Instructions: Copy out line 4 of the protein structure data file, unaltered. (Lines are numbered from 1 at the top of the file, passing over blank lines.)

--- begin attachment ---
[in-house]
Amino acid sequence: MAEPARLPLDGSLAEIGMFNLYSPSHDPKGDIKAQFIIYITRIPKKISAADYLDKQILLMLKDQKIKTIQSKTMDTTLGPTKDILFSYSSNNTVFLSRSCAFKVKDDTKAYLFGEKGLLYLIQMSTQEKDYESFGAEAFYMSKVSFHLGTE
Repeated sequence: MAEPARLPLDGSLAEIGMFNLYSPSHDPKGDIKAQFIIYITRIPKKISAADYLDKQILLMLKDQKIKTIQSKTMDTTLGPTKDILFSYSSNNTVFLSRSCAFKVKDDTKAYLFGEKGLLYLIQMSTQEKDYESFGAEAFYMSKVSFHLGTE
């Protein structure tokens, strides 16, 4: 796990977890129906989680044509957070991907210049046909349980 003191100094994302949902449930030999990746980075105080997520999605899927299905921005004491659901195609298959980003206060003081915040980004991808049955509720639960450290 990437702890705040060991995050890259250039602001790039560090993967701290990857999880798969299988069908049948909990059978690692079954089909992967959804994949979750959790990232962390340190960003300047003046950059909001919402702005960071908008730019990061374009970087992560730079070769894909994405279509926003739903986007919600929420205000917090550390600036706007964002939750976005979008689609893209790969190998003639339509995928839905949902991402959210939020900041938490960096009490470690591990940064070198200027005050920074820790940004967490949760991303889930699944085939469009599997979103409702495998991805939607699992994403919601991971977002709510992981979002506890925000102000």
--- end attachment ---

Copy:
């Protein structure tokens, strides 16, 4: 796990977890129906989680044509957070991907210049046909349980 003191100094994302949902449930030999990746980075105080997520999605899927299905921005004491659901195609298959980003206060003081915040980004991808049955509720639960450290 990437702890705040060991995050890259250039602001790039560090993967701290990857999880798969299988069908049948909990059978690692079954089909992967959804994949979750959790990232962390340190960003300047003046950059909001919402702005960071908008730019990061374009970087992560730079070769894909994405279509926003739903986007919600929420205000917090550390600036706007964002939750976005979008689609893209790969190998003639339509995928839905949902991402959210939020900041938490960096009490470690591990940064070198200027005050920074820790940004967490949760991303889930699944085939469009599997979103409702495998991805939607699992994403919601991971977002709510992981979002506890925000102000």